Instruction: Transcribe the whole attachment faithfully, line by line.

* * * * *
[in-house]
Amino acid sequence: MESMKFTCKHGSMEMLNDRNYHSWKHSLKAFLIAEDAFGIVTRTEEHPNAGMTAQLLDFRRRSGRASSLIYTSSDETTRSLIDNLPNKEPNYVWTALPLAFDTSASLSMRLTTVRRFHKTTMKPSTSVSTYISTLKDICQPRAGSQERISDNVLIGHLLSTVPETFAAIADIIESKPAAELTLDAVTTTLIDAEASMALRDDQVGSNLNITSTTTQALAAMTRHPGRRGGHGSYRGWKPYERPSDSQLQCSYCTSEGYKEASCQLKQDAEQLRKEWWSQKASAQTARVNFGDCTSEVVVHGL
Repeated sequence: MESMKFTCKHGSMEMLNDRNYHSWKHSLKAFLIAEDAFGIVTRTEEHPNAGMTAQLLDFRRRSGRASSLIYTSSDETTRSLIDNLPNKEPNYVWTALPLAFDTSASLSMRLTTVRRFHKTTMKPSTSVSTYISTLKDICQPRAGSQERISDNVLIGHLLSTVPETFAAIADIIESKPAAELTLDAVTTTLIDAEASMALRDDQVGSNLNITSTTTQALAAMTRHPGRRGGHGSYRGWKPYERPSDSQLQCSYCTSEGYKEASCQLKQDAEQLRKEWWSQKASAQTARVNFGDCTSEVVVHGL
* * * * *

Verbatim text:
[in-house]
Amino acid sequence: MESMKFTCKHGSMEMLNDRNYHSWKHSLKAFLIAEDAFGIVTRTEEHPNAGMTAQLLDFRRRSGRASSLIYTSSDETTRSLIDNLPNKEPNYVWTALPLAFDTSASLSMRLTTVRRFHKTTMKPSTSVSTYISTLKDICQPRAGSQERISDNVLIGHLLSTVPETFAAIADIIESKPAAELTLDAVTTTLIDAEASMALRDDQVGSNLNITSTTTQALAAMTRHPGRRGGHGSYRGWKPYERPSDSQLQCSYCTSEGYKEASCQLKQDAEQLRKEWWSQKASAQTARVNFGDCTSEVVVHGL
Repeated sequence: MESMKFTCKHGSMEMLNDRNYHSWKHSLKAFLIAEDAFGIVTRTEEHPNAGMTAQLLDFRRRSGRASSLIYTSSDETTRSLIDNLPNKEPNYVWTALPLAFDTSASLSMRLTTVRRFHKTTMKPSTSVSTYISTLKDICQPRAGSQERISDNVLIGHLLSTVPETFAAIADIIESKPAAELTLDAVTTTLIDAEASMALRDDQVGSNLNITSTTTQALAAMTRHPGRRGGHGSYRGWKPYERPSDSQLQCSYCTSEGYKEASCQLKQDAEQLRKEWWSQKASAQTARVNFGDCTSEVVVHGL